My career soon led me into healthcare administration. It was nearly a year into working at NHS England – the headquarters of the NHS in England – that the pandemic began. I was initially far away from COVID-related activities. I spent most of the lockdown helping NHS analysts across the country to access one another and share their work. It was only a small contribution to the COVID effort but it was what I could do in the role I was in at the time.
In November of 2021, this changed. I came – somewhat belatedly – into the COVID Vaccination Deployment Programme in NHS England. My first task was to work on the NHS Vaccination Strategy, looking at how we can learn from COVID to improve our approach to vaccine deployment.
Ten days into starting my job in vaccination strategy, the word “omicron” started appearing regularly in my emails. And suddenly the pace changed. I learned a huge amount in those opening weeks on the deployment programme, working with people who could make the impossible possible. I learned from them about how to translate ideas from a powerpoint deck into a mass vaccination programme involving thousands of health professionals and volunteers.
After the omicron period ended, I joined Steve Russell, NHS England’s National Director for Vaccinations and Screening, as his advisor. I see these decisions taken at close range – whether it be how to invest a multi-million pound budget to improve health, or what action we should take to improve inequalities in screening uptake. I help to build the evidence needed for a decision, so that it’s informed by good data and expertise. I then construct the argument for why a decision should be taken, and why sometimes the status quo is not an option.
My proximity to this process means that my attention has now again turned to the philosophical. What is a good decision? How do we define what a good decision looks like? Is there a distinction between a good quality decision and the outcome of a good quality decision? “Decision quality” is the theory behind what a good decision making process looks like. Historically, decision quality is a concept that has come out of behavioural economics and applied to business decisions. But it is just as relevant to healthcare administration and policy. Some of the key themes of decision quality are: good decisions follow logical reasoning; people disproportionately come from a position of preferring the status quo; and that clear and transparent values are key.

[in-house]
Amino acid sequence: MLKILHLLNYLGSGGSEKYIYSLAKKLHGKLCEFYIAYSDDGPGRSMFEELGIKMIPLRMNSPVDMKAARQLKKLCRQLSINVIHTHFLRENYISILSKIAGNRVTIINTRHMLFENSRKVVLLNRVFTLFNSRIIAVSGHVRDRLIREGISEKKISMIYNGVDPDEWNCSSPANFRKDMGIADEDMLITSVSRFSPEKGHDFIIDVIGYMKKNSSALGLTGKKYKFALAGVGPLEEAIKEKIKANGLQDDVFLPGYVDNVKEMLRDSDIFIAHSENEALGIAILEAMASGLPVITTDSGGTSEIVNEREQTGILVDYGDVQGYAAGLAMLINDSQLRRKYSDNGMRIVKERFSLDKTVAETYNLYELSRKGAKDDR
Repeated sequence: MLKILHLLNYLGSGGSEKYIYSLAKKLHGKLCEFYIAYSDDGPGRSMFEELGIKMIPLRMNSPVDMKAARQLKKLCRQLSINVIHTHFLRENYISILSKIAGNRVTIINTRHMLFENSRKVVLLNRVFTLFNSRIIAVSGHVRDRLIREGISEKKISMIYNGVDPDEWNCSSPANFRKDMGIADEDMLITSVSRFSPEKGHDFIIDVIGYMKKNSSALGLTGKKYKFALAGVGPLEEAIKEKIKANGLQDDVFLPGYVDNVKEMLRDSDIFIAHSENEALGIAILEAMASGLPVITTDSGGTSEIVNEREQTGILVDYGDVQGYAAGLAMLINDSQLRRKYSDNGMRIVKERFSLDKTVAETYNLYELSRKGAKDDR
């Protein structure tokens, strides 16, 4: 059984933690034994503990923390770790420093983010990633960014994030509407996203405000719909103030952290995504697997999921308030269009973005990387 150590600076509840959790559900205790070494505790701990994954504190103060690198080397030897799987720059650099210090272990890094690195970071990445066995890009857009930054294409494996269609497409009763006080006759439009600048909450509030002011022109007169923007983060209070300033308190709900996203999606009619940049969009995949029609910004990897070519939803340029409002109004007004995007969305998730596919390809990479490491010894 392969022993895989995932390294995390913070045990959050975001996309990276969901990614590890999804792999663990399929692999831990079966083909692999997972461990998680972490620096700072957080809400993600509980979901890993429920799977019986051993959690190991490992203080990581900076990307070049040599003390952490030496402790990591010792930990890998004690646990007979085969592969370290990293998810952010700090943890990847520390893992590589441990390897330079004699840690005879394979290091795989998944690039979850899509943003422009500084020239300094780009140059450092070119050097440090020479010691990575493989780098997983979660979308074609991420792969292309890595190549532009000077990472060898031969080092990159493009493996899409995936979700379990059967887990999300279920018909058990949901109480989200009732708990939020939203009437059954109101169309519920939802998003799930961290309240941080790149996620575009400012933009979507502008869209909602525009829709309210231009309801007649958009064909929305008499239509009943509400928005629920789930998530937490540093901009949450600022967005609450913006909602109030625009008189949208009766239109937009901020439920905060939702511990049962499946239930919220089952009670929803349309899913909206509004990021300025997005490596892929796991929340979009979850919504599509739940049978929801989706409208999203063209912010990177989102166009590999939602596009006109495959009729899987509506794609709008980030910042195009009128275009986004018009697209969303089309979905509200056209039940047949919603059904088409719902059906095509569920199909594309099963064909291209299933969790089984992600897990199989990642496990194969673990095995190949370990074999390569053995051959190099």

“Decisions of real weight come to us later in our careers. That’s why it can take so long to see how relevant and current the humanities are to the world of management and business.”
The COVID vaccination programme was built on an ethos of asking what would need to be true to make something happen, not whether or not a decision was possible. Challenging status quo bias and being clear on core values were principles at the heart of what made the programme a success.
Any student of philosophy will recognise some of the concepts here. Counterfactuals, logical reasoning, and the importance of values. When thinking through a decision to be taken, I develop the chain of reasoning that supports it.
Decisions of real weight come to us later in our careers. That’s why it can take so long to see how relevant and current the humanities are to the world of management and business. Through reflection and study of decisions, and the application of philosophical tools, we can improve the quality of decisions that institutions take. By doing so, we can give those decisions the best chance of surviving first contact with the world.
I am reminded of the anniversary of the University of York Philosophy department and how it had its own existential crisis in the ‘80s. If a different decision had been taken by the leadership, the department could have been shuttered, and York’s philosophy journey ended. But – instead – a positive decision was taken to embrace philosophical inquiry and learning and it has been allowed to develop and flourish and teach many more students like myself.”